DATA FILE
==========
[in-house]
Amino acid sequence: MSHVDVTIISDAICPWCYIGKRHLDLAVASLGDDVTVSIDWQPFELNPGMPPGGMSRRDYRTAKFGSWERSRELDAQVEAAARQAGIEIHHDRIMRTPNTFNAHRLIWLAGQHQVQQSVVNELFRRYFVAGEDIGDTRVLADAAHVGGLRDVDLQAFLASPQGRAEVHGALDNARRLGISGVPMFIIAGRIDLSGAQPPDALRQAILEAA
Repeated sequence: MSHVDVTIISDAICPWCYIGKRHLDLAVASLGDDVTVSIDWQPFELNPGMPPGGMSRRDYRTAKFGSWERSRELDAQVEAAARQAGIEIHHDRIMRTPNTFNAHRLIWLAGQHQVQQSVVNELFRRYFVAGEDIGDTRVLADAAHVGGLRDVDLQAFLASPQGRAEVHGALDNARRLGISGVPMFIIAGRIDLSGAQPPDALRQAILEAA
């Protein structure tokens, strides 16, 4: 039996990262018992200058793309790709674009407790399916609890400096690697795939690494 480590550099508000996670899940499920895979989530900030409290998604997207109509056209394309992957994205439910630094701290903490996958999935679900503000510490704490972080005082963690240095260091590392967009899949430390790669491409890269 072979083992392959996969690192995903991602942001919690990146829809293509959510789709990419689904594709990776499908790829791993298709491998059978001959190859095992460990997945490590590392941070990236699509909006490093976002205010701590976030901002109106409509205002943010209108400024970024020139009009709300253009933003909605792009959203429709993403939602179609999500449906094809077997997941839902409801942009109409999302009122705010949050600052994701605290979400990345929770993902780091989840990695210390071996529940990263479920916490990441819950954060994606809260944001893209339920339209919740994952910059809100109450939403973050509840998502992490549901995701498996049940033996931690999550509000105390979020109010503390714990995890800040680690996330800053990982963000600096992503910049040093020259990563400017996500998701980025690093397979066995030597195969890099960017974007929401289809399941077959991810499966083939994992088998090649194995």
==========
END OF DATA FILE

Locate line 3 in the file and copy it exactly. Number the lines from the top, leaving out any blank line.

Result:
Repeated sequence: MSHVDVTIISDAICPWCYIGKRHLDLAVASLGDDVTVSIDWQPFELNPGMPPGGMSRRDYRTAKFGSWERSRELDAQVEAAARQAGIEIHHDRIMRTPNTFNAHRLIWLAGQHQVQQSVVNELFRRYFVAGEDIGDTRVLADAAHVGGLRDVDLQAFLASPQGRAEVHGALDNARRLGISGVPMFIIAGRIDLSGAQPPDALRQAILEAA